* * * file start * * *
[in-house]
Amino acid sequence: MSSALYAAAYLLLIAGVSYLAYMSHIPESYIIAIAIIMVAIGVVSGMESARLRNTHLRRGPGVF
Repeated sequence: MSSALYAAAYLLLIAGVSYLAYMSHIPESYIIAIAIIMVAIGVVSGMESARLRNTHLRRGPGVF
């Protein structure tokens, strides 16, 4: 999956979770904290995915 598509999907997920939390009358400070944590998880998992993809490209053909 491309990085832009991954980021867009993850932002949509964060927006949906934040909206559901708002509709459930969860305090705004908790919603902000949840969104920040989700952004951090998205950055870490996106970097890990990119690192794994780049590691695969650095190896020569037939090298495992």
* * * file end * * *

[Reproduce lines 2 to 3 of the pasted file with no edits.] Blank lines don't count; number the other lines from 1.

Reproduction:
Amino acid sequence: MSSALYAAAYLLLIAGVSYLAYMSHIPESYIIAIAIIMVAIGVVSGMESARLRNTHLRRGPGVF
Repeated sequence: MSSALYAAAYLLLIAGVSYLAYMSHIPESYIIAIAIIMVAIGVVSGMESARLRNTHLRRGPGVF